Currently, investigating the structure-function relationships in ecological communities remains a major goal for ecologists. For example, it is necessary for us to understand what on earth the across-community relationships of taxonomic structure and function are, and to what extent the structure-function relationships hold over large spatial scales. Identifying such relationships is particularly critical for microorganisms.
Microbial biogeography has been well investigated in past decades. Researchers have found that the spatial distribution of microbial communities will be affected greatly by environmental factors or dispersal barriers. However, how microbial functions vary across geographic regions, and whether or not the spatial variation of their functional structure is associated with observed taxonomic patterns is still unknown.
Generally, the structure and function of microbial communities often display coupled variations along an environmental gradient, but such a relationship may not totally be held in some cases. For example, distinct phylogenetic taxa can play a similar role in communities whereas closely related taxa may have very different physiologies and environmental tolerances.
To fill up this research gap, Dr. WANG Xiaobo, a researcher of Institute of Applied Ecology, Chinese Academy of Sciences, together with colleagues, has investigated the taxonomic and functional diversity patterns of soil microbial communities and drivers that shaping these patterns in alpine grasslands of northern China, using the method of marker genes sequencing and functional gene surveys.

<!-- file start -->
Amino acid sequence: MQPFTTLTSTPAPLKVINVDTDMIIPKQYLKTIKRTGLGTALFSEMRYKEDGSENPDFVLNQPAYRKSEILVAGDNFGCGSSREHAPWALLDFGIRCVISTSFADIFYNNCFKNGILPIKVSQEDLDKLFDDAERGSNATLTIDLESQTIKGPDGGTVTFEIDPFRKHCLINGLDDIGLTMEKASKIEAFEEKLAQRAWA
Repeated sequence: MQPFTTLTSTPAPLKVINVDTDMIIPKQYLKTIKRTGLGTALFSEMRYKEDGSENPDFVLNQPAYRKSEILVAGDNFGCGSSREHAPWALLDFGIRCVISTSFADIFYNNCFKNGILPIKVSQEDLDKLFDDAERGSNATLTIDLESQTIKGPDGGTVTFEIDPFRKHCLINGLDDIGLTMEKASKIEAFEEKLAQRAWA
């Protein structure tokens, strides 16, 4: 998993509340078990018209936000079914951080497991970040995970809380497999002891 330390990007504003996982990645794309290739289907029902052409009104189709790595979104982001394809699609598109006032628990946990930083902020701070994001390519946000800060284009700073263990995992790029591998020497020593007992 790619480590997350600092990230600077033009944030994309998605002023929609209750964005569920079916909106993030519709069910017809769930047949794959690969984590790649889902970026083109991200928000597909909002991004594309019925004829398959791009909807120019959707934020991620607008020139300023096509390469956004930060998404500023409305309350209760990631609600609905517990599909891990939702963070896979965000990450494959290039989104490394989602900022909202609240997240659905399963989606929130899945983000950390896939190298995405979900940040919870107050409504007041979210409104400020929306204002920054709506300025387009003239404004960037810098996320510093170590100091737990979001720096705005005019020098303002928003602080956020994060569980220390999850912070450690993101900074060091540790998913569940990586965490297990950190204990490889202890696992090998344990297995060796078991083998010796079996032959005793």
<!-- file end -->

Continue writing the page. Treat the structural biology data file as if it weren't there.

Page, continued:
They found no consistent changes in the functional structure in spite of the variations in the taxonomic diversity and composition. Both the environmental factors and geographic distance concurrently affected the taxonomic diversity patterns but they had no effects on the spatial variations in functional genes.
Also, they found no significant relationship between the taxonomic and functional composition similarity among microbial communities.
Their findings provide evidence that spatial variations of microbial function structure within a community would not follow the variations of taxonomic structures due to different drivers between both of them over space.
The study entitled "Environmental and spatial variables determine the taxonomic but not functional structure patterns of microbial communities in alpine grasslands" has been accepted in Science of The Total Environment.
This research is financially supported by the General Program of the National Natural Science Foundation of China and the Strategic Priority Research Program of the Chinese Academy of Sciences.
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